I have a love-hate relationship with running stairs. Today it hurts to sit down and it hurts to stand up. I limp around slowly, but still feel a bit smug about having had a great workout three days ago.
Whenever I read an interview with a fighter there is usually a question that goes something like “what do you do for conditioning?” Too often the fighter says something like: “I run, I swim, and I lift weights” (more…)
I have always loved running at nightfall. Tonight I slipped out of the house at 9:30 pm, and ran for 40 minutes, thinking mainly about two things. (more…)
If I could do only one upper body exercise it would have to be pull-ups. Grappling is much more about pulling than pushing, and pull-ups are a convenient way to develop strength and endurance in your lats, biceps, and other pulling muscles. (more…)
Some people say that you should change your conditioning workouts on a weekly or even daily basis; “you have to shock your body” they say. I believe that there is some truth to this, but I also think it is important to have a routine, or a constant workout that you do repeatedly. (more…)
Two-person drills are important training methods to develop skills on the mat. They can be used to warm up at the beginning of your training session, as part of your conditioning program, or as a finishing exercise. (more…)
Here are some more ideas if you want to try anaerobic conditioning. The common theme this week is that more time is spent going hard than resting, so willpower is important here! (more…)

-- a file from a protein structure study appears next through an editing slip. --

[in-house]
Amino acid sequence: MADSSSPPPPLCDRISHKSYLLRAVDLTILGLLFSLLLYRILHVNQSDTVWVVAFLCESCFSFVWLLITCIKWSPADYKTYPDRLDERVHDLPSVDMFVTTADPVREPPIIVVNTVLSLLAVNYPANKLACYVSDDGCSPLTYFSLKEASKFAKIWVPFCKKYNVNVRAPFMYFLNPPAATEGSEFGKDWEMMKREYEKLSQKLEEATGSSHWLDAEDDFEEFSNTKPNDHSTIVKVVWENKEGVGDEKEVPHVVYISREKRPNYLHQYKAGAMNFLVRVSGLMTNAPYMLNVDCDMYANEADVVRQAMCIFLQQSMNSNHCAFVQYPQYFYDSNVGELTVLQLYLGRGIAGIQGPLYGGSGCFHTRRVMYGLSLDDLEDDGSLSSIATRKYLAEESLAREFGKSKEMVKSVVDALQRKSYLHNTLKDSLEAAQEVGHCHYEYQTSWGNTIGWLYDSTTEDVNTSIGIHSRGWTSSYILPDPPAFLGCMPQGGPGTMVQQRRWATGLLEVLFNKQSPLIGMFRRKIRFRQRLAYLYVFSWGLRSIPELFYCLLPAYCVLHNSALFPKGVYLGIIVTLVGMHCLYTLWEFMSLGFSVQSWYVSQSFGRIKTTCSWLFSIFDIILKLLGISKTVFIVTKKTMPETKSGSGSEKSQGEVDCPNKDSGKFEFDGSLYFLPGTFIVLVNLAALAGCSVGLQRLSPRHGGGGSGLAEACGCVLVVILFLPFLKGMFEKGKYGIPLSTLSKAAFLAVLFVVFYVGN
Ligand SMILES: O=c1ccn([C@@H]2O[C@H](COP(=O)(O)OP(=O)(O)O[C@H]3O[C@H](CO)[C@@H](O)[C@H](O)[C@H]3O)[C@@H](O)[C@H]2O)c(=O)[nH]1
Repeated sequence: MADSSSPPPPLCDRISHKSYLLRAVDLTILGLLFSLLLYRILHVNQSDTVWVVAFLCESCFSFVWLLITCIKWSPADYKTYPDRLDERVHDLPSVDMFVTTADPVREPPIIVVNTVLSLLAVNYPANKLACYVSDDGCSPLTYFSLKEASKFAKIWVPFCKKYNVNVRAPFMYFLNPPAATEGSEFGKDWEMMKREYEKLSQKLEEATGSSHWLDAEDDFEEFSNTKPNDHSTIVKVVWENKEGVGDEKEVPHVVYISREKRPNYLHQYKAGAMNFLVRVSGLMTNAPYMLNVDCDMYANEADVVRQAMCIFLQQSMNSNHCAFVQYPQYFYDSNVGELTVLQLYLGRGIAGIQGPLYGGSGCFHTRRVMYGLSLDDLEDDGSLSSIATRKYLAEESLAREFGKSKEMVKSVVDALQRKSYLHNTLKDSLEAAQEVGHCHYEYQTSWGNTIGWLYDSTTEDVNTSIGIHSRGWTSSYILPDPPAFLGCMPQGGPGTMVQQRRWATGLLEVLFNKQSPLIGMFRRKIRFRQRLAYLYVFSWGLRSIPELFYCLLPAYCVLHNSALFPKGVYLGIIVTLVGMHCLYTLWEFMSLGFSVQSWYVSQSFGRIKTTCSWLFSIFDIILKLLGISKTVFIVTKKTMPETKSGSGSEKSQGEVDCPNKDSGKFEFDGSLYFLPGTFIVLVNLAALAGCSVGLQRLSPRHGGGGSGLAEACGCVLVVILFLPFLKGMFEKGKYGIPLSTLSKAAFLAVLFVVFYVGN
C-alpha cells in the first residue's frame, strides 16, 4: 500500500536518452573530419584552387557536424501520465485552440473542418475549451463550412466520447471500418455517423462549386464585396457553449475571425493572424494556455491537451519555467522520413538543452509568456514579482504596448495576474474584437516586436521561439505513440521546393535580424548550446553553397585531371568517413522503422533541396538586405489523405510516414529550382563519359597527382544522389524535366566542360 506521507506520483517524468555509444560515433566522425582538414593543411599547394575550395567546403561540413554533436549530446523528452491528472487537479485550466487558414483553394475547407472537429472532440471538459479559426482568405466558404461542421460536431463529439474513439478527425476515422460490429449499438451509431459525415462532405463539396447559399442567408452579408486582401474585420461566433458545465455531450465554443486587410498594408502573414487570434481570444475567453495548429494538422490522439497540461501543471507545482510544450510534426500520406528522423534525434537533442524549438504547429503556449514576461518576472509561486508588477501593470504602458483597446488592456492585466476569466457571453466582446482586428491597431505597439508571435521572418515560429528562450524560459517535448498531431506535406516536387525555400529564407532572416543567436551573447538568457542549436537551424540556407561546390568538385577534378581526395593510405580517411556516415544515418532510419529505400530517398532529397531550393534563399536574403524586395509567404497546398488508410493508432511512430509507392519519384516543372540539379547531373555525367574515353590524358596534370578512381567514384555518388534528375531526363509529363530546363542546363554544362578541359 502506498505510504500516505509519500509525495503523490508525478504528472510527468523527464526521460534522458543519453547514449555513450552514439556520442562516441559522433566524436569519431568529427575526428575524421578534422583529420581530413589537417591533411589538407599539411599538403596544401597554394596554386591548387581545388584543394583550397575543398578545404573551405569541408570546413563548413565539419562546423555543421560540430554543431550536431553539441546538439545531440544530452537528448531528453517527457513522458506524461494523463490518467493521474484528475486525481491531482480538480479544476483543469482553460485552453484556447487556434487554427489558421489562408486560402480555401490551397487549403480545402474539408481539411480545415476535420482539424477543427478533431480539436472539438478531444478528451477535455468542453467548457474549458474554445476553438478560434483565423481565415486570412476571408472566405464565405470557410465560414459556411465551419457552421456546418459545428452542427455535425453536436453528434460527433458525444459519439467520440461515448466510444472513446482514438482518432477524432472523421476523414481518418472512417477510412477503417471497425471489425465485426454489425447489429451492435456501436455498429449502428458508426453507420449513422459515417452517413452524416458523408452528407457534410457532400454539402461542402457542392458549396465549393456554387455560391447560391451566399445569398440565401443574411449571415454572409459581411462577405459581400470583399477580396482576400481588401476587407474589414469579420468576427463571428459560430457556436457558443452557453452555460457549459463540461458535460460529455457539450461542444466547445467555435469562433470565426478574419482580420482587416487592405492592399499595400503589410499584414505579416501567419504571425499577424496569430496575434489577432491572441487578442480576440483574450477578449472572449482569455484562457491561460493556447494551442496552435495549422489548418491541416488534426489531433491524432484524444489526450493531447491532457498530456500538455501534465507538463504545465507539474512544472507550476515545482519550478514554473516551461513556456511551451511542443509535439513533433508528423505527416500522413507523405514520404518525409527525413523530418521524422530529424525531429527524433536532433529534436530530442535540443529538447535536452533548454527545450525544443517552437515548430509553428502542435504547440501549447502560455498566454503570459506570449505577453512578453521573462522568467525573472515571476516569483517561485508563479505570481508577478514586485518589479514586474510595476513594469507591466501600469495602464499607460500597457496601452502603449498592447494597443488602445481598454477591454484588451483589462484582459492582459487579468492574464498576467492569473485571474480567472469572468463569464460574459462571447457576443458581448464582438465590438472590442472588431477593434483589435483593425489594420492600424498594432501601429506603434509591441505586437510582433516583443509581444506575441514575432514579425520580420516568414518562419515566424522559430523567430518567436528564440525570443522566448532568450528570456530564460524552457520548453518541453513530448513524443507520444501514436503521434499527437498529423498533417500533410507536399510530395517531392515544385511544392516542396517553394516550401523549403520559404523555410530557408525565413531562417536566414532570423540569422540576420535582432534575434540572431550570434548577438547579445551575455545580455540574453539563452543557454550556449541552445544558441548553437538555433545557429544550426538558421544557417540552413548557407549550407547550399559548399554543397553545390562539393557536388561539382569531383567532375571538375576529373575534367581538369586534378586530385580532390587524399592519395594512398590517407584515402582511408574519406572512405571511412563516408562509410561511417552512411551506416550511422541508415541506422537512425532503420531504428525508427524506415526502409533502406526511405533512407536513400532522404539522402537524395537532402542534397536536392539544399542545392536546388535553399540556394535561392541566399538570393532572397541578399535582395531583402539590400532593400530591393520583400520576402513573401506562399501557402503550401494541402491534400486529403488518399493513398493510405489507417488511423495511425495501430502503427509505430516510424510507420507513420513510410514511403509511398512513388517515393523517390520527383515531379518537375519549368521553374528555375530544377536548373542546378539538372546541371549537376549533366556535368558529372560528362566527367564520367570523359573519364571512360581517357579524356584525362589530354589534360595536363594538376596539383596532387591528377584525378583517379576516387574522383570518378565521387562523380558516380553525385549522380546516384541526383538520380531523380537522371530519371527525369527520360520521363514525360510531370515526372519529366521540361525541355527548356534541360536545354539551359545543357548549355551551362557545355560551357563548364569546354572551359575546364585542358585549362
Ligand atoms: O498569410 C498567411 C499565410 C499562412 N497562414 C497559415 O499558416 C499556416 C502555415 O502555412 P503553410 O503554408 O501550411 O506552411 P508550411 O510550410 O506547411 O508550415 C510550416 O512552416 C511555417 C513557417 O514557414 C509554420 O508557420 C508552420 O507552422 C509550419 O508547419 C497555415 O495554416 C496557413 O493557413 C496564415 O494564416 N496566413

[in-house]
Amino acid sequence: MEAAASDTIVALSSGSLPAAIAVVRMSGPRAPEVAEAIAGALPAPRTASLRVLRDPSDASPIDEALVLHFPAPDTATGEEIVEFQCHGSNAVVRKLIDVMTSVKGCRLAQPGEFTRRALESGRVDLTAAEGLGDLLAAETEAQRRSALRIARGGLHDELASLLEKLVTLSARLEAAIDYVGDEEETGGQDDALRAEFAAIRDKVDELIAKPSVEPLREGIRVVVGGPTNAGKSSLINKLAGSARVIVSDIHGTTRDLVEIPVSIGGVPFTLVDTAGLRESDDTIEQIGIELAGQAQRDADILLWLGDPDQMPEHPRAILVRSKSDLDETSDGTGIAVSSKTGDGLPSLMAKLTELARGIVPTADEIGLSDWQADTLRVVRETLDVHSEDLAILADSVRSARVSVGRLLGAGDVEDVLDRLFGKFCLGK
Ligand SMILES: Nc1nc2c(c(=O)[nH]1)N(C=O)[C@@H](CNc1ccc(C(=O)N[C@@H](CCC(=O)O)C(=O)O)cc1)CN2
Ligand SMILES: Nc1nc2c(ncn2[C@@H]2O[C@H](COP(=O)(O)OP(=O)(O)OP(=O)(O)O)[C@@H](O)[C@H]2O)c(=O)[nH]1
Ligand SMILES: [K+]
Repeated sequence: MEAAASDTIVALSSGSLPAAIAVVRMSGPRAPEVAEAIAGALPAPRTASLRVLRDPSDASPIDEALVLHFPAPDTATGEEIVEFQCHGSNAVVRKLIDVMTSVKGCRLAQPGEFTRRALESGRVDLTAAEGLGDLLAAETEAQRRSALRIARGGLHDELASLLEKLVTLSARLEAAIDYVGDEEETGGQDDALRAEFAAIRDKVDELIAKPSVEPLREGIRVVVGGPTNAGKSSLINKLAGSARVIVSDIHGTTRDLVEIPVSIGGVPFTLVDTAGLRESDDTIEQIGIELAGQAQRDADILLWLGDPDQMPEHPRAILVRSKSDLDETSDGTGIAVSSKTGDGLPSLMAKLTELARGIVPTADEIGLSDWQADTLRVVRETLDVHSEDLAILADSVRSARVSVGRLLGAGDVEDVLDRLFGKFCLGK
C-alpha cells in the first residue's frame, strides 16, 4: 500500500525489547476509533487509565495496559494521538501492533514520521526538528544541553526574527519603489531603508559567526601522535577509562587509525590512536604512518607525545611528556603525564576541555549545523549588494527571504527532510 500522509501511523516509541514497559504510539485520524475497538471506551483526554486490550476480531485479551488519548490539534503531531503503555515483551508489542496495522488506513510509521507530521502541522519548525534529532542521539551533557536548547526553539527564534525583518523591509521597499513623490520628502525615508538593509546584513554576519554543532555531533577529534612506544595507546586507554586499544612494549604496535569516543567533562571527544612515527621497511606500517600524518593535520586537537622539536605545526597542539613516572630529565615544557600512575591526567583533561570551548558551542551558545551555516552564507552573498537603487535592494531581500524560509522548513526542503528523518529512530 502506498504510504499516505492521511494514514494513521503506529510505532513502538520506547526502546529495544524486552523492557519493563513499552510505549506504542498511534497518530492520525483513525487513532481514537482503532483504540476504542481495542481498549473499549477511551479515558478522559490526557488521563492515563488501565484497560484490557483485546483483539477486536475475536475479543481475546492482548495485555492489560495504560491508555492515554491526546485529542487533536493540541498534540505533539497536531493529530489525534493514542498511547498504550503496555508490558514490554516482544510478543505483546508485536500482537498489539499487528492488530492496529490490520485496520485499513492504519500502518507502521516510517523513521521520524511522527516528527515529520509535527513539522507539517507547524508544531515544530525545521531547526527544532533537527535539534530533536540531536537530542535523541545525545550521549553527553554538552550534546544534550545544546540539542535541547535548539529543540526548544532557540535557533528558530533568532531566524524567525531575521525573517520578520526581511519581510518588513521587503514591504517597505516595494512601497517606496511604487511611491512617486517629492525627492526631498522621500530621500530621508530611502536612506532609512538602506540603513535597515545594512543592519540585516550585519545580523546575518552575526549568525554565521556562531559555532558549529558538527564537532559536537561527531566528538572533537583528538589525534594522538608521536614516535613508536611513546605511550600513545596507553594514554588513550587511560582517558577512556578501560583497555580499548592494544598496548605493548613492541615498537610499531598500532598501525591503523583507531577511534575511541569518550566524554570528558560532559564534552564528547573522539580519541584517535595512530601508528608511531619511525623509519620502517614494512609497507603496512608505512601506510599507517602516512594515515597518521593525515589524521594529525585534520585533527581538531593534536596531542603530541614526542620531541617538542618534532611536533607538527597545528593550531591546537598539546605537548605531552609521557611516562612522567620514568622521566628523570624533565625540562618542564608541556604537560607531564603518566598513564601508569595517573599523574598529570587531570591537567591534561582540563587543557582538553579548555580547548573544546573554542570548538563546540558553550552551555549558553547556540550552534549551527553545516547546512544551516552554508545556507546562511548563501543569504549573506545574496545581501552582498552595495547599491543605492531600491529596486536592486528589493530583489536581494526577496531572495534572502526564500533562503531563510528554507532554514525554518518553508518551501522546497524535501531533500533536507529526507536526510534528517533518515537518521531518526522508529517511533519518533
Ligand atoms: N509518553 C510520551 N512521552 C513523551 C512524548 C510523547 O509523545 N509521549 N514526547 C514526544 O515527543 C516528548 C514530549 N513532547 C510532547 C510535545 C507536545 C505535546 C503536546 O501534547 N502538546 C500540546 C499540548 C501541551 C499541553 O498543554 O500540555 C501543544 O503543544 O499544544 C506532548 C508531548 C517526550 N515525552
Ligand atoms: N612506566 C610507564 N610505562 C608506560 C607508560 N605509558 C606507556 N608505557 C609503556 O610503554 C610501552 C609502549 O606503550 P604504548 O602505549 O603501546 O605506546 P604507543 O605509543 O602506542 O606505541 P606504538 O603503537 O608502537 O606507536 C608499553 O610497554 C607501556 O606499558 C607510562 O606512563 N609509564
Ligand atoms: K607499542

Last week we discussed some of the factors around incorporating anaerobic training in your conditioning routine. As promised, here are some real-life examples of anaerobic workouts: this week all the sample workouts have more recovery time than exertion time (don’t worry, you’ll need it). (more…)
I get asked fairly often when someone should incorporate anaerobic training into his or her conditioning regimen.
By “anaerobic” training I basically mean sprints and interval training – where you go hard and fast for a relatively short period of time. (more…)
Too often martial artists fall into the trap of being unable to do their regular routine and as a result do nothing at all. Getting back in shape after these layoffs is always a long and difficult process. (more…)
Endurance is the key. It doesn’t matter if you run in the park, skip rope, swim in a pool or go mountain biking: if you aren’t training to increase your stamina you are short-changing your potential on the mat. (more…)